The champion of the day, structuration theory, sought to unite certain functionalist and interactive traditions without derogating the lay actor. However as Archer was to highlight this attempt at duality resulted in an uncontrolled oscillation between moments of structural determinism in which the agent appeared as powerless and passive, and moments of extreme voluntarism in which the agent appeared as completely self-created. At the heart of this was a collapse of analytic dualism which can be represented as an immediacy or a lack of distance and differentiation between moments in which structures are reproduced and moments in which structures are transformed. Notably, in Giddens this meant structures were by and large atemporal and synchronic without much thought given to how the transformation of social structures by agents is possible. Archer argued that the morphogenetic approach coupled with an analytic dualism was a much better footing for social theory.

The morphogenetic argument was that structure and action operate over different time periods such that:
• structure logically predates the action(s) which transform it (t1),
•  structural elaboration logically postdates those actions, which can be
represented as shown in (t4)




In truth, all three lines are always continuous, and the element of analytical dualism only operates to break up the flows into intervals critical to understanding the problem in hand and preventing to collapse into indeterminacy or duality. Given any particular problem, understood temporally , the three lines all extend equally backwards and forwards, connecting up with other morphogenetic cycles. This approach represents the bedrock of  understanding of social and systemic properties, of structuring over time, and enables explanations of specific forms of structural elaboration.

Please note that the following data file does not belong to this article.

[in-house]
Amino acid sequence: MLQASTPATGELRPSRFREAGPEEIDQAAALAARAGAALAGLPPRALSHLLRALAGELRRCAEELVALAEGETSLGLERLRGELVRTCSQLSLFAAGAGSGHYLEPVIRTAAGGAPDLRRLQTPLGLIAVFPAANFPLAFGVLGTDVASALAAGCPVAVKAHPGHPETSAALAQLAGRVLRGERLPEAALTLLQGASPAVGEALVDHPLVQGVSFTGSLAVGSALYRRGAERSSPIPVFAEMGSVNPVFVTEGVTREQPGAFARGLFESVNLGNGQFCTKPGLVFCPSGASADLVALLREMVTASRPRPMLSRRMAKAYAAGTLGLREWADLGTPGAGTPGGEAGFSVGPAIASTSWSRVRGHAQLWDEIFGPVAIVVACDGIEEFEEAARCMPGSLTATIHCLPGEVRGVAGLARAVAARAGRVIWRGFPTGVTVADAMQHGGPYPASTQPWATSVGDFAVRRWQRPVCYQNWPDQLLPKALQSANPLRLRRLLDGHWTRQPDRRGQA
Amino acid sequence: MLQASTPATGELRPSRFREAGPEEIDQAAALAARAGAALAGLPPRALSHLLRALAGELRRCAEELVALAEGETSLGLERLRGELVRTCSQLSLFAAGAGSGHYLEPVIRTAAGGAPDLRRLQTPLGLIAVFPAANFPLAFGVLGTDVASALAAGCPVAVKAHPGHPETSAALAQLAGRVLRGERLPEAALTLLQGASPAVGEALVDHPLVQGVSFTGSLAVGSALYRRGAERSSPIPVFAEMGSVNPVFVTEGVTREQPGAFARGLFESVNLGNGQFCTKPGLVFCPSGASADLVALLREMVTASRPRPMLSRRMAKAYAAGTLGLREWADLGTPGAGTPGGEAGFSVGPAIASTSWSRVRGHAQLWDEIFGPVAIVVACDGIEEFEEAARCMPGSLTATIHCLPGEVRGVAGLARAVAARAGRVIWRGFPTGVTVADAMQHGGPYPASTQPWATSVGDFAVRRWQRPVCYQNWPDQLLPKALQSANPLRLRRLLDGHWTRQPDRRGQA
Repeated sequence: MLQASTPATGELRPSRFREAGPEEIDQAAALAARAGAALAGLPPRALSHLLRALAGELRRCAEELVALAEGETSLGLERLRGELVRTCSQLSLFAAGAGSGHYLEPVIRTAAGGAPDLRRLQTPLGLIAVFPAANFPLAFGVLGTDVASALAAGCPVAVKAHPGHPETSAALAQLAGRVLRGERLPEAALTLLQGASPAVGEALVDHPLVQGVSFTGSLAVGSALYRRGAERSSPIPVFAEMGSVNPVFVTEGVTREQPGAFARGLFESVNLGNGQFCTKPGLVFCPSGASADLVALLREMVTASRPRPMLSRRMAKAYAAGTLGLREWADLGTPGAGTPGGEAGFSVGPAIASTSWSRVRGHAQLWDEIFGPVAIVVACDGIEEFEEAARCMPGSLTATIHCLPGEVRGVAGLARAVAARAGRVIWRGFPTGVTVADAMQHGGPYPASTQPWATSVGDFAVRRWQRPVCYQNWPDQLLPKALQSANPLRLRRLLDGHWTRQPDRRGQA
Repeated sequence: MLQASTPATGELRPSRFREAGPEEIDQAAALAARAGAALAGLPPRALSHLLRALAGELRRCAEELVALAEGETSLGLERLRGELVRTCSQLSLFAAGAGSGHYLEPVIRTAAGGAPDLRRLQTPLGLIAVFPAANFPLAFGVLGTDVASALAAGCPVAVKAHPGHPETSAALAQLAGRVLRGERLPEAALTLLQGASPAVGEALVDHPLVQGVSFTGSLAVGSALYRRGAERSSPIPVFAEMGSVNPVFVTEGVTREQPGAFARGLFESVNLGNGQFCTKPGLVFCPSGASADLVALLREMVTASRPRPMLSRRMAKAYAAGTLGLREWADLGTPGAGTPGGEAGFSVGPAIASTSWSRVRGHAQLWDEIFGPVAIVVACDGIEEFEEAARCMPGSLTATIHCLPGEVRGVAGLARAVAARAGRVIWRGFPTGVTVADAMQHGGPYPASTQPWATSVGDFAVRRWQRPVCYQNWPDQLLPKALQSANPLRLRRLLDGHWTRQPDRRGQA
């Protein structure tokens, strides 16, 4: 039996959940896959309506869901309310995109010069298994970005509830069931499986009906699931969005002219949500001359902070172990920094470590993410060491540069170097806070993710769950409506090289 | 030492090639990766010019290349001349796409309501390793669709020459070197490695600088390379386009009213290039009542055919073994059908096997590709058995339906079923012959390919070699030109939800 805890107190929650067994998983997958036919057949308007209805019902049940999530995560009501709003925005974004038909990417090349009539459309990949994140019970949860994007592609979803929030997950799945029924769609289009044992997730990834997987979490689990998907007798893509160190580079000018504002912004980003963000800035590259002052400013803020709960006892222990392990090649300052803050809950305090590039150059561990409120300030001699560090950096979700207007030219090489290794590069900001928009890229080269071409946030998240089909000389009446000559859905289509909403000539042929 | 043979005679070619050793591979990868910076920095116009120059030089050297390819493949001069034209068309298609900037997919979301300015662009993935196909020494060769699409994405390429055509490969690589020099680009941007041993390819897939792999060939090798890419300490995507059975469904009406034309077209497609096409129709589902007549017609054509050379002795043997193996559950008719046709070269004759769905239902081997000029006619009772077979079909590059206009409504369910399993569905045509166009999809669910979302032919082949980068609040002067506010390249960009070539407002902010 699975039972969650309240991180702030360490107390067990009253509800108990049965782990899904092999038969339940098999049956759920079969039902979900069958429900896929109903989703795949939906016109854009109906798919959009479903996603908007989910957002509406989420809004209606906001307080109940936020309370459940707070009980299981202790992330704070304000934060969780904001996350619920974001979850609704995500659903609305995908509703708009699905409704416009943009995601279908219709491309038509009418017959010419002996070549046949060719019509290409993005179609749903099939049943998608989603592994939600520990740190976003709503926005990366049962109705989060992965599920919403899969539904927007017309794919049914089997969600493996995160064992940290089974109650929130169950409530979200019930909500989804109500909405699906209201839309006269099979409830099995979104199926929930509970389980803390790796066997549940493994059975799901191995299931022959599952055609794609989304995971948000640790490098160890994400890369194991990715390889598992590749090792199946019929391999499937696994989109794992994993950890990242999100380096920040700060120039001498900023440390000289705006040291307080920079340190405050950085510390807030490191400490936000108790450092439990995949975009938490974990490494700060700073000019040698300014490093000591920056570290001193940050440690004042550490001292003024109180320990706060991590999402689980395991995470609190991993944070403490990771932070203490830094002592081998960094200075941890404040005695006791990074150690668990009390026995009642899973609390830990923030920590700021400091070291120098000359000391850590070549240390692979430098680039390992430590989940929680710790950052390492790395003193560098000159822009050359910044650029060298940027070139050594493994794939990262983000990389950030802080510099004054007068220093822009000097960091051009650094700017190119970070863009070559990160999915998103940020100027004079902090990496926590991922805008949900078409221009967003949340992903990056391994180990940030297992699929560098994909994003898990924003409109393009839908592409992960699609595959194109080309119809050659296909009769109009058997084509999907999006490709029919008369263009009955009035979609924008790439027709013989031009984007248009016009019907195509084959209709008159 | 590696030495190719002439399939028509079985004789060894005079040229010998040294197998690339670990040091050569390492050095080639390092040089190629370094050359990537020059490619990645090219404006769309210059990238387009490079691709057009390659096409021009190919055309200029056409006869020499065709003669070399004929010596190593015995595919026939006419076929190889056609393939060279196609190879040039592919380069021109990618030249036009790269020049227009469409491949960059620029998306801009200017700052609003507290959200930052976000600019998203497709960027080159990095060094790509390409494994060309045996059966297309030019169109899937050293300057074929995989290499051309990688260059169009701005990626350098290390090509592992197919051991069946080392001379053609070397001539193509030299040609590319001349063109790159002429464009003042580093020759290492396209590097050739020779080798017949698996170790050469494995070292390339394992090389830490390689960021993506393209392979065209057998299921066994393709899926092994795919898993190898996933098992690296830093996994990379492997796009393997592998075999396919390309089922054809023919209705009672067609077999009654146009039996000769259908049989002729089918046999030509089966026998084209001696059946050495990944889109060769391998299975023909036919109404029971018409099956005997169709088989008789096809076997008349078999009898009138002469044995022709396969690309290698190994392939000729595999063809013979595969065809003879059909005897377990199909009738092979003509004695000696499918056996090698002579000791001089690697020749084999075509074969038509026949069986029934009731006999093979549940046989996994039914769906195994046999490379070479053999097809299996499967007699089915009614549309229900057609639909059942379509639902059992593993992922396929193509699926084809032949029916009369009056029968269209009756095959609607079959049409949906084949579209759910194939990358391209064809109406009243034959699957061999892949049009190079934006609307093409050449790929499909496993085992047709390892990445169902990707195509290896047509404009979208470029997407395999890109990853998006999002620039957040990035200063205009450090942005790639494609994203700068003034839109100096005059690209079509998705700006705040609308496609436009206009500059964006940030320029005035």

This approach has been refined and further developed by Archer in her many works, elaborating the mechanisms of social transformation, the vital role of the internal conversation, and the analytic necessity of understand the social world as consisting of structure, agency, and culture (SAC), and most recently, the role of reflexivity in the modern world.



Actualism:  the reduction of causal mechanisms to their exercise, functioning to generate a regularity determinism in nature to facilitate a fetishistic quest for closure and closed systems

Epistemic Fallacy: the reduction of being to our knowledge of being, or, that statements of being are to be interpreted as statements about our knowledge. Notably, in 20th century philosophy, this finds expression in the linguistic fallacy which brackets off being to questions about language.

Transfactual: causal laws operate as tendencies of things expressed as powers, potentials and liabilities which may exist without being actualised. They are said to be transfactual because they can be isolated and express themselves within a closed system structured by human intervention, when they may not act, or act differently within open systems.

Key Texts

Margaret Archer et. al., Critical Realism: Essential Readings

Roy Bhaskar, A Realist Theory of Science

Roy Bhaskar, The Possibility of Naturalism

Introductory Literature

Andrew Collier, Critical Realism: an Introduction to Roy Bhaskar’s Philosophy